efore, and guarding every point where American merchantmen could be found, were yet upon the stocks — nay, many of them were only on paper.
An old commodore with a fleet of fourteen vessels at his heels, was steaming up and down the Gulf and Caribbean Sea, looking for Alabamas that were hundreds of miles away and upsetting all the plans of the Navy Department.
As Semmes looked about him that morning, his eye rested on the fine large ship lying close by, awaiting his orders.
She proved to bpeared in the Mona Passage, and found this important channel of commerce still unguarded by American men-of-war.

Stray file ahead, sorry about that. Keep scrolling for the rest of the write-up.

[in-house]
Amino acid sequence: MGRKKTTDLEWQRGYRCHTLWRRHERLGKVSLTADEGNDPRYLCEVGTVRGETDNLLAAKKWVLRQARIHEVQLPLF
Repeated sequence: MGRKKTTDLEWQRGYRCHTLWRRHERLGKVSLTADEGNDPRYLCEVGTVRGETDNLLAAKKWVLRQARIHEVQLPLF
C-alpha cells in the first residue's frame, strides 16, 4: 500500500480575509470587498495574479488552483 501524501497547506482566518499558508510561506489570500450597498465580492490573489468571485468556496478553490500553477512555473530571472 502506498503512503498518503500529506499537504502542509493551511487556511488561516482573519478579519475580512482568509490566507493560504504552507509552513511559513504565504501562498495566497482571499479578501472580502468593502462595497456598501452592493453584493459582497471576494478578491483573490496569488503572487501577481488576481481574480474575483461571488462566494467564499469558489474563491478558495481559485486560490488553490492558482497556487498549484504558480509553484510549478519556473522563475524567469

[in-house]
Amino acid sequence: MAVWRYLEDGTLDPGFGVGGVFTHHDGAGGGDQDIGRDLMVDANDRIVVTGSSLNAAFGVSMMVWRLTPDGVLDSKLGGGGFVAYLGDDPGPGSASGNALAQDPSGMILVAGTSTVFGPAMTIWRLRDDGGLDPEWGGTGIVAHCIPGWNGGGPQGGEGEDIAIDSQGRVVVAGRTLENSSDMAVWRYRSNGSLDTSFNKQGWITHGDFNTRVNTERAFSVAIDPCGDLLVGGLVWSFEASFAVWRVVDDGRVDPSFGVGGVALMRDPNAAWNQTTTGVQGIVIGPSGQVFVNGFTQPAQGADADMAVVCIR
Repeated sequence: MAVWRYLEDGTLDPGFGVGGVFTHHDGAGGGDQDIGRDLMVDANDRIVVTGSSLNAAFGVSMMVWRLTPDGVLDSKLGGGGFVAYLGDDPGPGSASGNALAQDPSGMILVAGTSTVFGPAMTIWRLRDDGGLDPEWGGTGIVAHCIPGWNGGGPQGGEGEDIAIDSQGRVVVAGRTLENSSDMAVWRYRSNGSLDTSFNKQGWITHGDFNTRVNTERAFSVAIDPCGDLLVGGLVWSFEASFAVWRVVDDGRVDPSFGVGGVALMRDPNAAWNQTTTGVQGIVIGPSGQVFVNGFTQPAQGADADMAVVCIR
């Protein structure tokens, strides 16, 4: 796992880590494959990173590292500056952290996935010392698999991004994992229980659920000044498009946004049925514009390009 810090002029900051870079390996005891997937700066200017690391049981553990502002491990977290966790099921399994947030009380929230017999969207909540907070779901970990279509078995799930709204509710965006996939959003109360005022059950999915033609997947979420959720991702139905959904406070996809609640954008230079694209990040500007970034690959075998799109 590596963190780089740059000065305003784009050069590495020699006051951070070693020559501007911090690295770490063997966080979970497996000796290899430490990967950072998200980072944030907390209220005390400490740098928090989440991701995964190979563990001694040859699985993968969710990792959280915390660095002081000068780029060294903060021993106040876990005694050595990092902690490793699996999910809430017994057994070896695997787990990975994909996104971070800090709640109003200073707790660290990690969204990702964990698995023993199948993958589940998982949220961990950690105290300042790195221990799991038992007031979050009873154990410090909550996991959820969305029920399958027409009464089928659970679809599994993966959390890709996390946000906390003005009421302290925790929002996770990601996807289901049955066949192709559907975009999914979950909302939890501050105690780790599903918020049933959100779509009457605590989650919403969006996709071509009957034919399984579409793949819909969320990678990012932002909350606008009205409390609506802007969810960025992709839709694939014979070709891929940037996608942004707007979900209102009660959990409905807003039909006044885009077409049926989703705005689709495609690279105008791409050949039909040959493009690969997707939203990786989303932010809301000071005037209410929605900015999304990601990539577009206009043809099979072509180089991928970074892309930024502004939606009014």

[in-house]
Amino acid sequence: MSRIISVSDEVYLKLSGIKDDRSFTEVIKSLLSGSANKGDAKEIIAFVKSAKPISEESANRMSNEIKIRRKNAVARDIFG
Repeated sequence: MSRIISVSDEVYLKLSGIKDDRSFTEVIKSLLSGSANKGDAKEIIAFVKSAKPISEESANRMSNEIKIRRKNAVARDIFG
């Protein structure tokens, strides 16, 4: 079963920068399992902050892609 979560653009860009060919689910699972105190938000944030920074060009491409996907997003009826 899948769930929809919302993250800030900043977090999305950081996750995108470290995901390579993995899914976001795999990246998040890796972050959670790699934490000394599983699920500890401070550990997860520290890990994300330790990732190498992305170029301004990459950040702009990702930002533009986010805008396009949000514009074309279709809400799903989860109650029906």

In fact, it had remained so ever since his last visit, while an old commodore, with a large squadron, had been sailing about the Caribbean Sea, interfering with neutral commerce and watching the English mail-steamers that were pursuing their legitimate business.
The Alabama had hardly got through the passage before she fell in with and captured the schooner Palmetto, from New Yor